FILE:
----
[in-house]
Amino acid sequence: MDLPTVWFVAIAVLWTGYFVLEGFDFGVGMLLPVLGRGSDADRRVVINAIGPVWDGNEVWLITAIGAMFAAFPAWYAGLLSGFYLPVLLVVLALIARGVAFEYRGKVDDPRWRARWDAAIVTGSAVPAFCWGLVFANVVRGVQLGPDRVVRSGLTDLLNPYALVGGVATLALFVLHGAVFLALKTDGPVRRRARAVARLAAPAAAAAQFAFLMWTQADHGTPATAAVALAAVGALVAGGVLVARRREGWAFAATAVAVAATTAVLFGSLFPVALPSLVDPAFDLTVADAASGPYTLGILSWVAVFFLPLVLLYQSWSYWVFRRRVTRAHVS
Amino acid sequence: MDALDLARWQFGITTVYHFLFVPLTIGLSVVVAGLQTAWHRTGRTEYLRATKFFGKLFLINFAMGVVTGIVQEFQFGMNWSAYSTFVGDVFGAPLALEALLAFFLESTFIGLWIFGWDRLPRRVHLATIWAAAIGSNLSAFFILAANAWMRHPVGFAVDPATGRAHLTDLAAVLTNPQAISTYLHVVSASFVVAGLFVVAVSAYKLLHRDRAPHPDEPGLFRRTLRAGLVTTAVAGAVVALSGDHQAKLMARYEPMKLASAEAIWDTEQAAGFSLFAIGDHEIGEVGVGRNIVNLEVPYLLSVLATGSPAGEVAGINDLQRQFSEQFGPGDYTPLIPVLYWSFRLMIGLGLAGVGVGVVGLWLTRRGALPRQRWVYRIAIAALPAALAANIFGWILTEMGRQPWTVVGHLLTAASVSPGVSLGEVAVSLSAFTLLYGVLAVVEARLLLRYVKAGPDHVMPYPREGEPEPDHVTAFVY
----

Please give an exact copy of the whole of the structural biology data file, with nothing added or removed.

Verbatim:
[in-house]
Amino acid sequence: MDLPTVWFVAIAVLWTGYFVLEGFDFGVGMLLPVLGRGSDADRRVVINAIGPVWDGNEVWLITAIGAMFAAFPAWYAGLLSGFYLPVLLVVLALIARGVAFEYRGKVDDPRWRARWDAAIVTGSAVPAFCWGLVFANVVRGVQLGPDRVVRSGLTDLLNPYALVGGVATLALFVLHGAVFLALKTDGPVRRRARAVARLAAPAAAAAQFAFLMWTQADHGTPATAAVALAAVGALVAGGVLVARRREGWAFAATAVAVAATTAVLFGSLFPVALPSLVDPAFDLTVADAASGPYTLGILSWVAVFFLPLVLLYQSWSYWVFRRRVTRAHVS
Amino acid sequence: MDALDLARWQFGITTVYHFLFVPLTIGLSVVVAGLQTAWHRTGRTEYLRATKFFGKLFLINFAMGVVTGIVQEFQFGMNWSAYSTFVGDVFGAPLALEALLAFFLESTFIGLWIFGWDRLPRRVHLATIWAAAIGSNLSAFFILAANAWMRHPVGFAVDPATGRAHLTDLAAVLTNPQAISTYLHVVSASFVVAGLFVVAVSAYKLLHRDRAPHPDEPGLFRRTLRAGLVTTAVAGAVVALSGDHQAKLMARYEPMKLASAEAIWDTEQAAGFSLFAIGDHEIGEVGVGRNIVNLEVPYLLSVLATGSPAGEVAGINDLQRQFSEQFGPGDYTPLIPVLYWSFRLMIGLGLAGVGVGVVGLWLTRRGALPRQRWVYRIAIAALPAALAANIFGWILTEMGRQPWTVVGHLLTAASVSPGVSLGEVAVSLSAFTLLYGVLAVVEARLLLRYVKAGPDHVMPYPREGEPEPDHVTAFVY